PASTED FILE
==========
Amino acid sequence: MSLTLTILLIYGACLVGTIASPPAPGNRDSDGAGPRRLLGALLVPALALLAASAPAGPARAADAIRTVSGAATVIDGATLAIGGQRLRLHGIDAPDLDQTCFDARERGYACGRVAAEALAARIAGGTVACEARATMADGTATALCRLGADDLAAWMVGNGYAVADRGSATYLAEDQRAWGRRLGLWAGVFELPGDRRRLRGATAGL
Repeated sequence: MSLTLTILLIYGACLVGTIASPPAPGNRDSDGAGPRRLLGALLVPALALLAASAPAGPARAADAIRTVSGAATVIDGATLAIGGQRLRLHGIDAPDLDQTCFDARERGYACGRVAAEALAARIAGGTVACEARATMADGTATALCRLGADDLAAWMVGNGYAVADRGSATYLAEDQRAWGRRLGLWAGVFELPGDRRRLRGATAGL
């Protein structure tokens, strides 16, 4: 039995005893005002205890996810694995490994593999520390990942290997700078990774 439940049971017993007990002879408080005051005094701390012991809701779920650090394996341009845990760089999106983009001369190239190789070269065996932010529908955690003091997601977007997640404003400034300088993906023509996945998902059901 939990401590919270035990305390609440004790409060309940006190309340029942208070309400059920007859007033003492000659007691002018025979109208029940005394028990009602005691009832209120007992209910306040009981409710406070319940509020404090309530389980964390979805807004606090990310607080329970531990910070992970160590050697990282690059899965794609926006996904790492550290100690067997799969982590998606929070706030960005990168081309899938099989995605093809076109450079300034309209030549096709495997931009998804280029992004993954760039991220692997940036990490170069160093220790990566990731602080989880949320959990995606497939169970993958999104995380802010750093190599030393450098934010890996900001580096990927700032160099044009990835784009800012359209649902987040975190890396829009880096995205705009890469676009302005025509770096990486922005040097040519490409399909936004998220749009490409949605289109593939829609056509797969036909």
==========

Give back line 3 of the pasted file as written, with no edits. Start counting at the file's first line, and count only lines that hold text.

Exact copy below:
């Protein structure tokens, strides 16, 4: 039995005893005002205890996810694995490994593999520390990942290997700078990774 439940049971017993007990002879408080005051005094701390012991809701779920650090394996341009845990760089999106983009001369190239190789070269065996932010529908955690003091997601977007997640404003400034300088993906023509996945998902059901 939990401590919270035990305390609440004790409060309940006190309340029942208070309400059920007859007033003492000659007691002018025979109208029940005394028990009602005691009832209120007992209910306040009981409710406070319940509020404090309530389980964390979805807004606090990310607080329970531990910070992970160590050697990282690059899965794609926006996904790492550290100690067997799969982590998606929070706030960005990168081309899938099989995605093809076109450079300034309209030549096709495997931009998804280029992004993954760039991220692997940036990490170069160093220790990566990731602080989880949320959990995606497939169970993958999104995380802010750093190599030393450098934010890996900001580096990927700032160099044009990835784009800012359209649902987040975190890396829009880096995205705009890469676009302005025509770096990486922005040097040519490409399909936004998220749009490409949605289109593939829609056509797969036909």